Dan Rosenfeld, a real estate veteran with experience in the public and private sectors, said that a certain portion of the development community will be slow to adjust to the changes. Still, he thinks that ultimately the real estate industry would see an uptick from any environment-focused policy decisions.

“We in the real estate industry have the most to gain and the most to lose with the climate challenge,” Rosenfeld said. “Ultimately, we are the true beneficiaries because it’s our assets that will have the continuing value.”

O’Connor said that a push for cleaner buildings should make new properties more marketable for developers, as consumers are increasingly looking for environmentally friendly options. Rosenfeld echoed the point.

“Most developers, like most politicians, are pretty progressive, forward-thinking people,” Rosenfeld said. “They follow the development in this area very carefully and the amount of concern [about climate change] is very acute in the real estate world.”

The Los Angeles chapter of the USGBC, which operates the Leadership in Energy and Environmental Design (LEED) certification system, last year released a map of environmentally friendly buildings and businesses in Los Angeles. It identified Downtown as one of the densest neighborhoods in the city for properties that meet high levels of sustainability.

Indeed, Downtown developers have long been making an effort to have projects achieve LEED certification through steps such as ensuring access to public transportation and bicycle facilities, light pollution reduction and the installation of advanced energy metering technology. They include the United States Federal Courthouse at 350 First St., which received LEED Platinum certification, the Wilshire Grand Center on Wilshire Boulevard (certified LEED Gold) and a new building for the Downtown Women’s Center on San Pedro Street (certified LEED Silver).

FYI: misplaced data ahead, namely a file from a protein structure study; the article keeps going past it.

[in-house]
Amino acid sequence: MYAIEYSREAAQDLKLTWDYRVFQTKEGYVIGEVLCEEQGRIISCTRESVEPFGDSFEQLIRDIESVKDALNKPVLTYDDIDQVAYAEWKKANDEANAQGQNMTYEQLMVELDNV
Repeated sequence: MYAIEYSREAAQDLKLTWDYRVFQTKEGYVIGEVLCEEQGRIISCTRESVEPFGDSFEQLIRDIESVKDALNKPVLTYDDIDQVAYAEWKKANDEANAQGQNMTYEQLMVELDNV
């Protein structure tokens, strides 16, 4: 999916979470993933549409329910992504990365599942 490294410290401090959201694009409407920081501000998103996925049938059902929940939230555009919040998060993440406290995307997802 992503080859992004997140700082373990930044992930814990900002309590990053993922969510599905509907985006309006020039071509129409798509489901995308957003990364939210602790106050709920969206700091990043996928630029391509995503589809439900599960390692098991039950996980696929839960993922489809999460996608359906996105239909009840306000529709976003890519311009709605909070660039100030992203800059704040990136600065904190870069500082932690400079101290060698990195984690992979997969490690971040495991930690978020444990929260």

In an email to Los Angeles Downtown News, Ben Stapleton, executive director of the USGBC’s Los Angeles Chapter, applauded Garcetti’s move.

“We are grateful for Mayor Garcetti’s leadership in the face of climate change to help create a sustainable, more resilient future for our City, and especially for putting greener buildings at the top of his priority list,” Stapleton said.

Whether or not the move will cost developers extra money remains a point of contention. As early as 2000, studies indicated that construction of green-focused buildings could boost a project’s price tag by 10%-30%. However, more recent studies have gone against those initial findings, noting that completion of LEED credits (used for LEED certification) added no additional, or minimal, costs to a project.

According to a 2007 study by construction consulting firm Davis Langston, buildings constructed specifically to meet LEED certification on average cost the same as non-green buildings.

Faber O’Connor said that developers would likely save money by altering their plans early. For instance, it would prove less expensive over the long run to build a structure fully reliant on electricity, rather than utilize gas or another fuel now, and then change later.

In addition to looking at buildings, Garcetti also aims to address the city’s transportation system. He revealed goals to fully electrify the Los Angeles Department of Transportation and Metropolitan Transportation Authority buses by 2030, and to completely remove fossil fuel-reliant vehicles from city streets by 2050 — that includes private vehicles.

©Los Angeles Downtown News 2019